2.1 Materials The study area is located in the Ruiyansi Forest Park (29°48'24"N, 121°51'12”E), northeast of Ningbo, Zhejiang, China. During their breeding season from late March to late April, females arrive at the breeding sites and spawn along pool edges (Figure 2), which made them easy to collect. In 2008 and 2009, we collected 44 gravid individuals (23 were sampled in 2008, and 21 in 2009), which were transported live to the laboratory to spawn. After spawning was completed, we marked each individual using the toe clipping method (Ferner, 1979), with the toes preserved in 10% (w/w) formalin for skeletochronological analysis, and counted the clutch size and measured the snout-vent length (SVL) of the females as body size. Finally, we released all the individuals and eggs back to their breeding sites. Our

collection in the area was permitted by the Provincial Fishery Management Department of Zhejiang, China.

2.2 Age determination We adopted skeletochronology to determine the age of the collected E. chinhaiensis individuals (Castanet and Smirina, 1990). The experimental procedure was complied with that of Castanet and Smirina (1990) and modified slightly. The age of each individual was determined by observing the glass slides under a microscope. The number of lines of arrested growth (LAGs) was interpreted as age. We inspected each slide twice by different expertise for reducing errors.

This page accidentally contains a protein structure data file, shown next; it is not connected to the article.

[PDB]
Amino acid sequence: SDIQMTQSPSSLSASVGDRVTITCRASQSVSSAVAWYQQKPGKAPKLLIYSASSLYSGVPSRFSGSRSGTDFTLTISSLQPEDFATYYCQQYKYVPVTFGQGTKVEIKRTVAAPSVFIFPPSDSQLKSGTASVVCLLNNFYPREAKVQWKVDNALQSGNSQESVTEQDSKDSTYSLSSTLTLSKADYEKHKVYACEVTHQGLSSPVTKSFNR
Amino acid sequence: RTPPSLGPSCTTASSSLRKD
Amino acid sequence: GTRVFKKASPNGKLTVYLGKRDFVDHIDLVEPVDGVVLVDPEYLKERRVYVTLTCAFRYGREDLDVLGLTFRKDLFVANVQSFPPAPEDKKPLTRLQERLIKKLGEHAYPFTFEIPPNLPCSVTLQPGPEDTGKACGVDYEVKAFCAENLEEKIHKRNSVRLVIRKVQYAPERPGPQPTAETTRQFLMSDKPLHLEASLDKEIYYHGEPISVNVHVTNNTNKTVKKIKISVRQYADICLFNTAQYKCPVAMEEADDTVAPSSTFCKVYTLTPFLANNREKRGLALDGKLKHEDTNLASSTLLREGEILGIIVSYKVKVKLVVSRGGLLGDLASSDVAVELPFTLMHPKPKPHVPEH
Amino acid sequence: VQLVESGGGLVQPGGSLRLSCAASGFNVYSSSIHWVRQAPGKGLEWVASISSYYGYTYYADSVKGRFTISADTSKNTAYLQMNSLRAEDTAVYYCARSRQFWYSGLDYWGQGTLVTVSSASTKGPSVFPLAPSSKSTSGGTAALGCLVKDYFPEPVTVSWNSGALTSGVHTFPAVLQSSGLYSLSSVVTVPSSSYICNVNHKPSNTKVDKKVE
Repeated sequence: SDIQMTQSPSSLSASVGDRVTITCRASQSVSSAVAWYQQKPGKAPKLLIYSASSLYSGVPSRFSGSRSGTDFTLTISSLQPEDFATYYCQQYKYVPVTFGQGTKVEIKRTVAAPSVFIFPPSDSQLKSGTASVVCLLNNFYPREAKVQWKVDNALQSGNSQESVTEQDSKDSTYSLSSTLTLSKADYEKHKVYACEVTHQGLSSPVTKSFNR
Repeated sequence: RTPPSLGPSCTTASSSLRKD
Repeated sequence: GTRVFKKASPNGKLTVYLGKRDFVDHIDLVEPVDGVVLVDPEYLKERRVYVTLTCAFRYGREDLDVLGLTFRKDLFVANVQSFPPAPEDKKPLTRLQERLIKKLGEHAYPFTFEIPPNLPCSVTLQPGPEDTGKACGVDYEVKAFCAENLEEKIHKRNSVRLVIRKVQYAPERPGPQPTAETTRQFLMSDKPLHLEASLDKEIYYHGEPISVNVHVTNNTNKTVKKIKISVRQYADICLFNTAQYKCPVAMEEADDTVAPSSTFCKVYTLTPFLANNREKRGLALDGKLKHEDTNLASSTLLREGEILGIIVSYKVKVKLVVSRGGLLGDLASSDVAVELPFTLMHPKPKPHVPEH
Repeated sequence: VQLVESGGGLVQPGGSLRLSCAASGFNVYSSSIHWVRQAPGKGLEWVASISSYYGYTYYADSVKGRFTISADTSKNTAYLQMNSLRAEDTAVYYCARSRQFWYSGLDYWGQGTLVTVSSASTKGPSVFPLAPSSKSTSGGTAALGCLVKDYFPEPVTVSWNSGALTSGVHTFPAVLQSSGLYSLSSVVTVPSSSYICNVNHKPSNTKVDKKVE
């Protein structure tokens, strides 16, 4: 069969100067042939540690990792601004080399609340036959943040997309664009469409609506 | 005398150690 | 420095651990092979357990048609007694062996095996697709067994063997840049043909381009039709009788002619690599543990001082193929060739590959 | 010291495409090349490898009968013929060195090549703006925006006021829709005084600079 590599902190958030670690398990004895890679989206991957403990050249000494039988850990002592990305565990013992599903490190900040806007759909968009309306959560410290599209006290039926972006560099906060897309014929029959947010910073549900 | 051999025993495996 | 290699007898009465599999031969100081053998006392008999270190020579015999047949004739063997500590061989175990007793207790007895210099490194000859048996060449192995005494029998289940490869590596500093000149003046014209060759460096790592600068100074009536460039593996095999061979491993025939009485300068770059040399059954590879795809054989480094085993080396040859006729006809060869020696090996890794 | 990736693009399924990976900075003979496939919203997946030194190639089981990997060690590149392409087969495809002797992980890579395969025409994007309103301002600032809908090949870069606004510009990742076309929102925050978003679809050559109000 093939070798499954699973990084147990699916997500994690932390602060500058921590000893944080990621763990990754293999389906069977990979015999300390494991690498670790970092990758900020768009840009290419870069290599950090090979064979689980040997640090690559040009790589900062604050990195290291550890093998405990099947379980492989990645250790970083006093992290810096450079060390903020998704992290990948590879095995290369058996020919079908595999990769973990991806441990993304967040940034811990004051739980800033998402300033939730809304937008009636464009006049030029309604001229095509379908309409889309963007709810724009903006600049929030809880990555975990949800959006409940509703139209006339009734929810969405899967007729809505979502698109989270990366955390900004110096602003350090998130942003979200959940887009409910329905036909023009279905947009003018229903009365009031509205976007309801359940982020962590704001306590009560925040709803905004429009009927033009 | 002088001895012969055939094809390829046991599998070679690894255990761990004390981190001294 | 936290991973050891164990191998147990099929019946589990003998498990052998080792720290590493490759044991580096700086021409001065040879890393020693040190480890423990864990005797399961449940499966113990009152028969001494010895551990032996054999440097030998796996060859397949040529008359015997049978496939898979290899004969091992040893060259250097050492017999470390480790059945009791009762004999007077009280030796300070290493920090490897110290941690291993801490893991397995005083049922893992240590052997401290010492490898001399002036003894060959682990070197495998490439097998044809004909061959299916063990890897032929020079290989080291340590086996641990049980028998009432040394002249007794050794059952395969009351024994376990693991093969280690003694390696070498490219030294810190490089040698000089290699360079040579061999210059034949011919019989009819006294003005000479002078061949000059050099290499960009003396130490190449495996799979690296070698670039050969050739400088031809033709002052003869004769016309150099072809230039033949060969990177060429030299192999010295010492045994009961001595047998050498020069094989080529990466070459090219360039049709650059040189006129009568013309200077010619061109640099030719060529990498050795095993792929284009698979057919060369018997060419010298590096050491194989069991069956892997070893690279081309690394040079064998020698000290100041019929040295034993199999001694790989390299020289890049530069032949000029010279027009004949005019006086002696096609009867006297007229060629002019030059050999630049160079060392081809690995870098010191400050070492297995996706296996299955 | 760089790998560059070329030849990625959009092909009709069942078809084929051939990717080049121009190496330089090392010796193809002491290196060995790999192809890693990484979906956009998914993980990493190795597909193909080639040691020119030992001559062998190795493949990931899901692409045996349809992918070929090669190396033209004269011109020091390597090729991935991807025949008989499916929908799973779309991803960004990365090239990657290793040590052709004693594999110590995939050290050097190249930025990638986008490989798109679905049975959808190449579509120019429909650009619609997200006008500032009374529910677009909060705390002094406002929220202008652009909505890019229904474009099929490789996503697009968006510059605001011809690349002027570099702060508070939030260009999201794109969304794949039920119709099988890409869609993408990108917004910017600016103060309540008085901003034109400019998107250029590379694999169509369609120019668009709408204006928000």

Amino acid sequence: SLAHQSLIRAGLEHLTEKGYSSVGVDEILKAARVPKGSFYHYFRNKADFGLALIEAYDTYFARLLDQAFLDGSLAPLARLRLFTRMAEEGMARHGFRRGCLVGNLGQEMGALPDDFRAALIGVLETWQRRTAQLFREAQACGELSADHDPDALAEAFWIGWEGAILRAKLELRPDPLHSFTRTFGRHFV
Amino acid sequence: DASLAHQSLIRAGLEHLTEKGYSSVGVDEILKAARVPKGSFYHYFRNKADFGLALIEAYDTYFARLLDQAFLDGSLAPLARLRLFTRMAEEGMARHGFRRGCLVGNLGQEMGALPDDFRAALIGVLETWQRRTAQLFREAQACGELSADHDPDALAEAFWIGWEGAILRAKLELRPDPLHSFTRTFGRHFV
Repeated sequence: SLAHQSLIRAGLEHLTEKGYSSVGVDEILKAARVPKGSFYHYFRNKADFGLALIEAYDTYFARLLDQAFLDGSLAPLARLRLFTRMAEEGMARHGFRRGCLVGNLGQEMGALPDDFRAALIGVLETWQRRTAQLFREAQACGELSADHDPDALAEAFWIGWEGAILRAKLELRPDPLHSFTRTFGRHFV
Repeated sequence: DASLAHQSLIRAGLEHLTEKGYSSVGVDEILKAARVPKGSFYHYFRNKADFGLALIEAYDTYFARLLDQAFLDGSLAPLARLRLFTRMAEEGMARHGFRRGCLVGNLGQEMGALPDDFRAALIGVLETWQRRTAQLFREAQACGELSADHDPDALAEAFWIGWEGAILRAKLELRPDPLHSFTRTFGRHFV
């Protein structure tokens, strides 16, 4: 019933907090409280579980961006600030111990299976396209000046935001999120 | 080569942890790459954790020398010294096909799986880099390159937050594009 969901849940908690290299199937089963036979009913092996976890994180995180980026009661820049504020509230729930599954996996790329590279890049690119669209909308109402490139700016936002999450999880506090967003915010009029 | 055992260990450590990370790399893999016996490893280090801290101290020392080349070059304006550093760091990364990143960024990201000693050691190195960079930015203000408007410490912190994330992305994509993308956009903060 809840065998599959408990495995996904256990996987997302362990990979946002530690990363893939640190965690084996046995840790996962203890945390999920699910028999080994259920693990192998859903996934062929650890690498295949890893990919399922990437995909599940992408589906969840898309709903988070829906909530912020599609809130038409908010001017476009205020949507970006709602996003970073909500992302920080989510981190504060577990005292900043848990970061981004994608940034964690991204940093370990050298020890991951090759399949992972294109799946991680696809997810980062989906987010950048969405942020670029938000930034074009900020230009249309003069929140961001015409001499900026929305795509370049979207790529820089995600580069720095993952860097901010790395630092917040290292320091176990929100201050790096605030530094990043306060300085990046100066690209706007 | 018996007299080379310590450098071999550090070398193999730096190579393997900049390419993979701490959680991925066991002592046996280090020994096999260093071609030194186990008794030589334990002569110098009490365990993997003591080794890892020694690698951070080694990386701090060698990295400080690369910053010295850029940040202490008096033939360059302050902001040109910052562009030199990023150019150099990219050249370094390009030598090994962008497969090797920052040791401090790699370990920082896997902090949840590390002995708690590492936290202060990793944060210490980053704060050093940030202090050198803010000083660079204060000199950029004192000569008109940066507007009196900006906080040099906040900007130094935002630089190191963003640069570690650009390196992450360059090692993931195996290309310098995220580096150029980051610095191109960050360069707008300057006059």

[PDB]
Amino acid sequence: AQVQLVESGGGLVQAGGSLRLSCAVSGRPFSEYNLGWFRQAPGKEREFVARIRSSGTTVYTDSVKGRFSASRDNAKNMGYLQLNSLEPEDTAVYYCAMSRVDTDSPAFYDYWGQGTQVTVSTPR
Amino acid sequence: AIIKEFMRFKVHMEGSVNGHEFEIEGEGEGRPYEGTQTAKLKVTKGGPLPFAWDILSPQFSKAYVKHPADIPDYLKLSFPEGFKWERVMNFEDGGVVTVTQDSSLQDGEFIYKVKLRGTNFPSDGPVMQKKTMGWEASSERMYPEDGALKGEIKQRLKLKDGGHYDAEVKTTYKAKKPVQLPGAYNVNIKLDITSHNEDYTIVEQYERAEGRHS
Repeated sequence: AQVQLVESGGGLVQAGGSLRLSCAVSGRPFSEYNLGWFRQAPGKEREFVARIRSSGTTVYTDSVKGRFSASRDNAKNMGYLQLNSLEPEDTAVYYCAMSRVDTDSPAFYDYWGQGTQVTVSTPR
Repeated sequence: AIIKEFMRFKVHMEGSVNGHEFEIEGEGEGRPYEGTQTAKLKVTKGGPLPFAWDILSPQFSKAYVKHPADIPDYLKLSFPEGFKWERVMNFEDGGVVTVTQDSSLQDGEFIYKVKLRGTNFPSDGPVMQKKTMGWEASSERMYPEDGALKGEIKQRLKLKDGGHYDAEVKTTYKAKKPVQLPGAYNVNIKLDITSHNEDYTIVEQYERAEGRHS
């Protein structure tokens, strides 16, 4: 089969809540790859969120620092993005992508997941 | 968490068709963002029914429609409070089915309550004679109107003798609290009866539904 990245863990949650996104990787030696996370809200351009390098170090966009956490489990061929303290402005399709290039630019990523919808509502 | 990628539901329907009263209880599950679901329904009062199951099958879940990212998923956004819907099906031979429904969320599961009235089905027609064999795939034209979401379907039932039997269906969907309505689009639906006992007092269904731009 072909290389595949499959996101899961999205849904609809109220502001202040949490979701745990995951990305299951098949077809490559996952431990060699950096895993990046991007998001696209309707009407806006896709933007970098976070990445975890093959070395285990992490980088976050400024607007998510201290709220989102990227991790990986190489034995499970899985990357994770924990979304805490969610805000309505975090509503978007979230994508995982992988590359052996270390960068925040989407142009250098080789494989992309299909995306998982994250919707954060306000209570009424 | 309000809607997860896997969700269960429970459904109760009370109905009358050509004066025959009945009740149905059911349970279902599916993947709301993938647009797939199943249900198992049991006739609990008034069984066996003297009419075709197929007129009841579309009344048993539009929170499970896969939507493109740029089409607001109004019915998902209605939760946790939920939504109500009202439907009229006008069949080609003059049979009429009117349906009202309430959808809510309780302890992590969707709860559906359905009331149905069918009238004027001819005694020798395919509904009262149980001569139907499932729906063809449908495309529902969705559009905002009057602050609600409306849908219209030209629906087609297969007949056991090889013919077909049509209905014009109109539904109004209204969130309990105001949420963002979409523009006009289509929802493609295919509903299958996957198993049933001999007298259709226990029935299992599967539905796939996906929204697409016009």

2.3 Statistical analysis In order to test whether the age structure fluctuated sharply, we used Student’s t-test to compare the two age structures of 2008 and 2009. Furthermore, Pearson’s correlation coefficient was used for comparing age, body size and clutch size (Liao, 2009).

3. Results

3.1 Age determination In this study, all the toe samples of E. chinhaiensis were observed by using skeletochronology, and their ages were determined. A typical result shows that the number of LAGs is interpreted as age (Figure 3). The ages of the two recaptured individuals (captured both in 2008 and 2009) were determined twice, and the result showed that their LAGs added one normally, which verified the effectiveness of the skeletochronological method in this animal.

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Weizhao YANG et al. Age Structure of Females in a Breeding Population of E. chinhaiensis 93